Shopping For A Mortgage Rate? New Rules Consumers Need To Know

Pic Credit to Pilgmena Scalise

Shopping for a mortgage rate, there are some new rules consumers need to know. In the past interest rate shopping conversations for a California home loan were 10 second conversations.  “What’s your lowest 30 year fixed rate?”  An order taker loan originator would check their rate sheet and answer and than the consumer would hang up.

Today loan originators need to lengthen that conversation by advising consumers that each rate quote depends on several factors such as how much equity they have in their property, or how much they plan to use for a down payment,  the loan amount, and their credit score among other things.  A Loan Originator will engage the rate shopper with open ended questions and sell service as well.  Rate shoppers are looking for help, not just a number.

When it comes to quoting fees over the phone or in writing, this is where things have changed and the public needs to understand how the new rules of lending can affect them as well as the Loan Originator.  Have we heard of a situation where a California first time homebuyer goes in to sign their final escrow papers only to hear from the escrow officer that they have to come up with another $1500.00 to close thir escrow?  We all have.

First off, shame on the Loan Originator for not being at the closing table with their borrower.  A loan is a journey.  The borrowers and Loan Originator  work together during the ups and downs during the loan process and they should be together in the end when signing their final papers.  The borrowers are nervous and excited and need the Loan Originator there, it’s just good customer service.  Though sometimes fees can change at the last minute on the vendor side, but the lender fees should not.  There should be checkpoints put in place to ensure the fees haven’t changed and if there was a change to the loan request that affected fees, new disclosures could be issued.

Enter 2011.  Now when a Loan Originator issues a document entitled Good Faith Estimate to the consumer, the consumer has 10 days to accept these terms.  If the consumer accepts the terms prior to the 10 days expiring, than the Loan Originator  MUST give that consumer the interest rate listed on the Good Faith Estimate.  But what happens if during the 10 days the interest rate goes up by .25% or .50% and the rate never comes back down to the rate listed on the Goof Faith Estimate?  The Loan Originator must dig in their pocket to buy the rate down to the lower rate.  How much is that?  Generally per .25% in rate, it costs one full percent of the loan amount, which is generally what I charge on my deals.  So on a loan amount of $350,000, one percent would be $3,500.00.  I am working now for free.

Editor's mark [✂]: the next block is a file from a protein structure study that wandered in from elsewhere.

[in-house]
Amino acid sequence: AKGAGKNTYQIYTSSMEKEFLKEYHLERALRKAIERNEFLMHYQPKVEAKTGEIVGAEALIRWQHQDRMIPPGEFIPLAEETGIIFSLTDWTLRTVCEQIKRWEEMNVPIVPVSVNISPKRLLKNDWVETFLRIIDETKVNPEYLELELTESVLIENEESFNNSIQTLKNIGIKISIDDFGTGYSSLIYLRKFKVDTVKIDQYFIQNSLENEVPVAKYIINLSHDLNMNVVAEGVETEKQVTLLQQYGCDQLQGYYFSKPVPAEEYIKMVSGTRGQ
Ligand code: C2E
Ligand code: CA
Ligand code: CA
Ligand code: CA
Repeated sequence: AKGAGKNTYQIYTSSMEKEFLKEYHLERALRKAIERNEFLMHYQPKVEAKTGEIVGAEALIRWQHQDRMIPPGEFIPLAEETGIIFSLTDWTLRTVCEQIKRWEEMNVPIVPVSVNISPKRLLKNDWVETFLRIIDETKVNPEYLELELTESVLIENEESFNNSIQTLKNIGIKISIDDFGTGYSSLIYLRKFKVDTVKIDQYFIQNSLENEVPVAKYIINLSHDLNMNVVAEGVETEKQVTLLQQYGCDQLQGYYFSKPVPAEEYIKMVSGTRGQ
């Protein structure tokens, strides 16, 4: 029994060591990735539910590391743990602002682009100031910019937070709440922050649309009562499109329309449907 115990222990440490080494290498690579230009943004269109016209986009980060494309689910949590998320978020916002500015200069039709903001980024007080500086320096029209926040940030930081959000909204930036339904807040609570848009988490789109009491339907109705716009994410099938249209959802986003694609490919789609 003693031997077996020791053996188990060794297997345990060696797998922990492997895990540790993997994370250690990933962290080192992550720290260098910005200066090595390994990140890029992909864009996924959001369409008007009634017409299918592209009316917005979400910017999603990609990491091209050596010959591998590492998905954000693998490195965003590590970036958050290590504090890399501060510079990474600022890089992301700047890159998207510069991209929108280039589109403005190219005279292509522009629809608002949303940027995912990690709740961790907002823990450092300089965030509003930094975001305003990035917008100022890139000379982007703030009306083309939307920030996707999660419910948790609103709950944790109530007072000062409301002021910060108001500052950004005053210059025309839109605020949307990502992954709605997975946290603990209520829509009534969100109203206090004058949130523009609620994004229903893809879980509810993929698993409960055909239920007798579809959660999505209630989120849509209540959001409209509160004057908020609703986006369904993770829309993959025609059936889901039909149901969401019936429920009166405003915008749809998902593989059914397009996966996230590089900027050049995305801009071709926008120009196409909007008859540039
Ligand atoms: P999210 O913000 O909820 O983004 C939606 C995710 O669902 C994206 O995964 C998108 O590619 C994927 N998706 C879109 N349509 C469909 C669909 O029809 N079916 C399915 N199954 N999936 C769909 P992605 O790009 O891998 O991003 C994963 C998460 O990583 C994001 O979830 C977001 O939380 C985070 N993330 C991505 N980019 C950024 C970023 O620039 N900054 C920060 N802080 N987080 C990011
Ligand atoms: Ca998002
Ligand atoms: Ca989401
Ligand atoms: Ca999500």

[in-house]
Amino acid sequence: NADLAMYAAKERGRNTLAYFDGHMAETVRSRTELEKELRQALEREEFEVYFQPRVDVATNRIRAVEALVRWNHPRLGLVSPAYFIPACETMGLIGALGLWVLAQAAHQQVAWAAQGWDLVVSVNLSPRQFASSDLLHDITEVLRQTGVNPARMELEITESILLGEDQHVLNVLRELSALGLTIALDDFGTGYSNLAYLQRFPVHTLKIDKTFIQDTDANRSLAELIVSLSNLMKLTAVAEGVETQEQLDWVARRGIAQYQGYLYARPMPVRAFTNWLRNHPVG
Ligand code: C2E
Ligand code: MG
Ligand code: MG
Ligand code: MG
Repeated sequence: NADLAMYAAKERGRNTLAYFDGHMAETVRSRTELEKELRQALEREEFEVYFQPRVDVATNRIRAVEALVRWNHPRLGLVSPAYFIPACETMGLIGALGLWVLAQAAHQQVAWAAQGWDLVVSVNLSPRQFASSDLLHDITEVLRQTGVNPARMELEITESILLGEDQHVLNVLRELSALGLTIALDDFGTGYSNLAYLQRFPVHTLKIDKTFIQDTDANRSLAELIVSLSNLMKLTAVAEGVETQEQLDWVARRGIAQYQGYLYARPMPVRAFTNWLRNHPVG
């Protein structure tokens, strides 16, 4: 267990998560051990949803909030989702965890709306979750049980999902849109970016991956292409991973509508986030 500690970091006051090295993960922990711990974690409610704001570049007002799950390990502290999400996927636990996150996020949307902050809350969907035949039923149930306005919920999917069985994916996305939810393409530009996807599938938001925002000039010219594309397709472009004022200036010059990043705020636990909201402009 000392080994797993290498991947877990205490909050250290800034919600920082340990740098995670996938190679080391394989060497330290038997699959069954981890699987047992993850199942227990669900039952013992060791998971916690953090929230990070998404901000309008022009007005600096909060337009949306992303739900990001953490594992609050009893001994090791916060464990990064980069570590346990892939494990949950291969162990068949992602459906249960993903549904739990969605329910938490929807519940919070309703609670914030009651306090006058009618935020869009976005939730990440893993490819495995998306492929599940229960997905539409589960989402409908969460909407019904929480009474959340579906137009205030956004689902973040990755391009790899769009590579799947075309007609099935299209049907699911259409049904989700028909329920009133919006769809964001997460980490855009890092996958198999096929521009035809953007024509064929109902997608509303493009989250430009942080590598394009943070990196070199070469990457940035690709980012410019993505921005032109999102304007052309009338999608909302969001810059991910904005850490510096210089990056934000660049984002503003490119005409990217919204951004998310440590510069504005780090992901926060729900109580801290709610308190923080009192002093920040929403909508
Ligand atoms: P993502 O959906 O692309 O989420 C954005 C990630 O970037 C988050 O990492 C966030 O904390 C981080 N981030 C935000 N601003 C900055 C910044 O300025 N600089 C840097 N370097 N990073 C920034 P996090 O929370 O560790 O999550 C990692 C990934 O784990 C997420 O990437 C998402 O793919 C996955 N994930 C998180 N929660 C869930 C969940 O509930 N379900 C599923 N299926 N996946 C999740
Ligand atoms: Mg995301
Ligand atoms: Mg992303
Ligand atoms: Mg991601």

So if I have to buy a rate down .50% on a $350,000 loan, that would be $7,000 out of my pocket when I’m only making $3,500 on the deal.  Who covers the additional shortage?  I do.  It’s for this reason, that I have to protect myself as an Originator to NOT quote the lowest rate and fees on a Good Faith Estimate.

How does this affect the rate shopper and consumer in general?  It means that rates and fees are going to be padded to protect the Loan Orginator from unforeseen interest rate fluctuations, and if you’ve been following interest rates at all, they are volatile.  Rates have gone up .50% in one day several times the past 3 months.

When I advise consumers of this new law, many have said “than just lock the interest rate right away to protect yourself from rates goiing up”.  That mentality too has changed.  Lending is back to a relation based business.  If I lock 5 loans and only 2 fund, that lender isn’t going to like me much and terminate our relationship for lack of follow through.  In today’s world with lending delays, low appraisals and various issues, locking a loan right away may not be wise.  Many Loan Originators are taking the stance to wait until they have an automated loan approval and an appraised value before locking a loan.  This will go a long way in maintaining a positive relationship with their loan investors as well as protecting their livelihood.

So moving forward, Loan Originators and their Realtor referral partners must work in concert together and understand how the new laws will affect California first time homebuyers, and move up buyers and more importantly educate the general public that shopping for interest rates and fees has changed and to be aware that lenders are padding rates and fees for quoting purposes but when it comes time to lock your interest rate, an honest Loan Originator will give you market rate and fees, which may be lower that what shows on your Good Faith Estimate.  The new California mortgage laws have forced loan originators to change on how we quote rates and fees and it’s going to take some getting used to for both the lenders and consumers.

If anyone has questions on this article, shopping for a mortgage rate, there are some new rules you need to know, please let me know by clicking here and letting me know your scenario!

Best,

Kevin Walton

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